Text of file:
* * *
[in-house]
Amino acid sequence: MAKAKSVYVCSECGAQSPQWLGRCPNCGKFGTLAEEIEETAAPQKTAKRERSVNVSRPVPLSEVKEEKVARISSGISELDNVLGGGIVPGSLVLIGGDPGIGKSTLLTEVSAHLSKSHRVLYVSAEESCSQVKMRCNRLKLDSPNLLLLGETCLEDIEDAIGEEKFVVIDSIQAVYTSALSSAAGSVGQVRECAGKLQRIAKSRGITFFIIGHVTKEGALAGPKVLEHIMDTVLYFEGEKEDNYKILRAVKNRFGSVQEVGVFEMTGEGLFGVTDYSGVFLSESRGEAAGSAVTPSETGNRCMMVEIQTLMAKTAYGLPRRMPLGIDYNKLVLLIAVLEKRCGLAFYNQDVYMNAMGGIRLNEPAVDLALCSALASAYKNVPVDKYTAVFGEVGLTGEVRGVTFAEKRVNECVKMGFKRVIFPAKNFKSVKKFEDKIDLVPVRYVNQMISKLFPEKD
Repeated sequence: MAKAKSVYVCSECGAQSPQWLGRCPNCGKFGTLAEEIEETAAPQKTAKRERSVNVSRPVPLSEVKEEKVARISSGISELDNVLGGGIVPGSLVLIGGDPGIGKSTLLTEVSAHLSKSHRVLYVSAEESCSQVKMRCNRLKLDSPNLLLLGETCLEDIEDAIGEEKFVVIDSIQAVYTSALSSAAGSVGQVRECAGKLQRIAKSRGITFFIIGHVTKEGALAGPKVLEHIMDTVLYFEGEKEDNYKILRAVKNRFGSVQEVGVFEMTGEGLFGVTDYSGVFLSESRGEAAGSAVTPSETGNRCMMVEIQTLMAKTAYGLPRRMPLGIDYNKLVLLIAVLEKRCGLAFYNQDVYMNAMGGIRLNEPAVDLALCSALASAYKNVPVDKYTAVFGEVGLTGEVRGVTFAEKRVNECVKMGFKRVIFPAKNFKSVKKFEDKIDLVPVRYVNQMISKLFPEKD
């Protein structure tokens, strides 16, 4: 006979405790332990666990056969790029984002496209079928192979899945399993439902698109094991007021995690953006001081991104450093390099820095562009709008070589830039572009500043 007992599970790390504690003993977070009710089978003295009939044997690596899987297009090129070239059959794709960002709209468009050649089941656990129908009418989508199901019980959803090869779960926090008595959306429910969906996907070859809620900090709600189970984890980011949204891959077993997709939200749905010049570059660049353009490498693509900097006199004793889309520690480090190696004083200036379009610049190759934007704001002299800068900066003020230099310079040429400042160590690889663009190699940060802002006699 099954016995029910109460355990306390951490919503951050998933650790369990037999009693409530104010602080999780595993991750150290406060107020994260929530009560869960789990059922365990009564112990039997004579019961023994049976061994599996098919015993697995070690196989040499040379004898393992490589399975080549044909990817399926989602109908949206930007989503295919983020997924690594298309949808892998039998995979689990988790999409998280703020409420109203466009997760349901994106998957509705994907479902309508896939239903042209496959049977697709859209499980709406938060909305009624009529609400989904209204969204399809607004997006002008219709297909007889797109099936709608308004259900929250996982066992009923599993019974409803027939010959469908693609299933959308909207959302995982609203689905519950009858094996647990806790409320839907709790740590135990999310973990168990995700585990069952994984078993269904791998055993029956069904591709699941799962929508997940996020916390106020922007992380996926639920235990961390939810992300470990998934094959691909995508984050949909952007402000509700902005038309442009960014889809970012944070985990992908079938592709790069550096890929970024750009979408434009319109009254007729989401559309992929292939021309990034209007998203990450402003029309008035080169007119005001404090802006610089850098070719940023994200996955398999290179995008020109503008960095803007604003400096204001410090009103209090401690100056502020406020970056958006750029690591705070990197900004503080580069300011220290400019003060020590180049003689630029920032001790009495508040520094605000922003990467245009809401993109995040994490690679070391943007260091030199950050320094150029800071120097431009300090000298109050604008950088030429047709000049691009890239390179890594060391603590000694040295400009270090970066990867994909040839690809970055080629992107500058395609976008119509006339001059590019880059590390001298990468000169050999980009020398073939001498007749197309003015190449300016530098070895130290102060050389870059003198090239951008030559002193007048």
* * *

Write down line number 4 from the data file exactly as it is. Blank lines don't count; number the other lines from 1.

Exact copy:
């Protein structure tokens, strides 16, 4: 006979405790332990666990056969790029984002496209079928192979899945399993439902698109094991007021995690953006001081991104450093390099820095562009709008070589830039572009500043 007992599970790390504690003993977070009710089978003295009939044997690596899987297009090129070239059959794709960002709209468009050649089941656990129908009418989508199901019980959803090869779960926090008595959306429910969906996907070859809620900090709600189970984890980011949204891959077993997709939200749905010049570059660049353009490498693509900097006199004793889309520690480090190696004083200036379009610049190759934007704001002299800068900066003020230099310079040429400042160590690889663009190699940060802002006699 099954016995029910109460355990306390951490919503951050998933650790369990037999009693409530104010602080999780595993991750150290406060107020994260929530009560869960789990059922365990009564112990039997004579019961023994049976061994599996098919015993697995070690196989040499040379004898393992490589399975080549044909990817399926989602109908949206930007989503295919983020997924690594298309949808892998039998995979689990988790999409998280703020409420109203466009997760349901994106998957509705994907479902309508896939239903042209496959049977697709859209499980709406938060909305009624009529609400989904209204969204399809607004997006002008219709297909007889797109099936709608308004259900929250996982066992009923599993019974409803027939010959469908693609299933959308909207959302995982609203689905519950009858094996647990806790409320839907709790740590135990999310973990168990995700585990069952994984078993269904791998055993029956069904591709699941799962929508997940996020916390106020922007992380996926639920235990961390939810992300470990998934094959691909995508984050949909952007402000509700902005038309442009960014889809970012944070985990992908079938592709790069550096890929970024750009979408434009319109009254007729989401559309992929292939021309990034209007998203990450402003029309008035080169007119005001404090802006610089850098070719940023994200996955398999290179995008020109503008960095803007604003400096204001410090009103209090401690100056502020406020970056958006750029690591705070990197900004503080580069300011220290400019003060020590180049003689630029920032001790009495508040520094605000922003990467245009809401993109995040994490690679070391943007260091030199950050320094150029800071120097431009300090000298109050604008950088030429047709000049691009890239390179890594060391603590000694040295400009270090970066990867994909040839690809970055080629992107500058395609976008119509006339001059590019880059590390001298990468000169050999980009020398073939001498007749197309003015190449300016530098070895130290102060050389870059003198090239951008030559002193007048």